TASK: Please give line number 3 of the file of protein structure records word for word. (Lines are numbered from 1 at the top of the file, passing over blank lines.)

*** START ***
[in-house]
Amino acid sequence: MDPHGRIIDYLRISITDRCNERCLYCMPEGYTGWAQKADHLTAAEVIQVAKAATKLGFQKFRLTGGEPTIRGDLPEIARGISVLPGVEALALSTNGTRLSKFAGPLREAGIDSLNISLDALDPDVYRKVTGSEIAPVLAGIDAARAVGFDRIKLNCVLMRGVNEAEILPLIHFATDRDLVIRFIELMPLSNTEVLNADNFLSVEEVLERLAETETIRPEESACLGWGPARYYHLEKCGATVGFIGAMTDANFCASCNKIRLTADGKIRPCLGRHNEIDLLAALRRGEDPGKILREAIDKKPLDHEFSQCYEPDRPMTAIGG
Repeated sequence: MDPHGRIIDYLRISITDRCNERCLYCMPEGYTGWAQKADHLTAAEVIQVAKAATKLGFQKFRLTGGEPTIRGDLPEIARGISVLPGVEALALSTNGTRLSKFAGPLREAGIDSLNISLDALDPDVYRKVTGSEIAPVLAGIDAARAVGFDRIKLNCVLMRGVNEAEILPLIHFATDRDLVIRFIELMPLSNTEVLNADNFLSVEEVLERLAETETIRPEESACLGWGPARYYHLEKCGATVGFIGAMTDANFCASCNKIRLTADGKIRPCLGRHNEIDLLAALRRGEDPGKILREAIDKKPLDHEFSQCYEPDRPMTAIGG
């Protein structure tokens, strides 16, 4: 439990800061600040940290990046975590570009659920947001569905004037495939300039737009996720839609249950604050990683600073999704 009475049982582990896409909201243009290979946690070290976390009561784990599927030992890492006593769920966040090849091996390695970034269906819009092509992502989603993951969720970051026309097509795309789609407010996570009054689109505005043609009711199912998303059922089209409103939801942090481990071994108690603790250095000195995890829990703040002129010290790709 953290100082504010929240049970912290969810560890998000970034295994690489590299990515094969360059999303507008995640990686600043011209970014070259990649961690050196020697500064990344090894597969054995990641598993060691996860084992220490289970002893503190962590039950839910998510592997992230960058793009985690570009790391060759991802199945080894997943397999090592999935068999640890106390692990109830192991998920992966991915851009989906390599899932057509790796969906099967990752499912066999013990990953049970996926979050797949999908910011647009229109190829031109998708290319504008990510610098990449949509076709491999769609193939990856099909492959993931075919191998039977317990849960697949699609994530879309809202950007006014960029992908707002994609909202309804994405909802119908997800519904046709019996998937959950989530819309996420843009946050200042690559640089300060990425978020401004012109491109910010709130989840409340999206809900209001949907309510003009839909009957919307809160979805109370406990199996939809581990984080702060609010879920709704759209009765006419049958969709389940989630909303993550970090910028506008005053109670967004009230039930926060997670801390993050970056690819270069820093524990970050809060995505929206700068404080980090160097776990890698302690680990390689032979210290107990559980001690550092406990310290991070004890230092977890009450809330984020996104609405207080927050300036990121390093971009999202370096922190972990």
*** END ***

Repeated sequence: MDPHGRIIDYLRISITDRCNERCLYCMPEGYTGWAQKADHLTAAEVIQVAKAATKLGFQKFRLTGGEPTIRGDLPEIARGISVLPGVEALALSTNGTRLSKFAGPLREAGIDSLNISLDALDPDVYRKVTGSEIAPVLAGIDAARAVGFDRIKLNCVLMRGVNEAEILPLIHFATDRDLVIRFIELMPLSNTEVLNADNFLSVEEVLERLAETETIRPEESACLGWGPARYYHLEKCGATVGFIGAMTDANFCASCNKIRLTADGKIRPCLGRHNEIDLLAALRRGEDPGKILREAIDKKPLDHEFSQCYEPDRPMTAIGG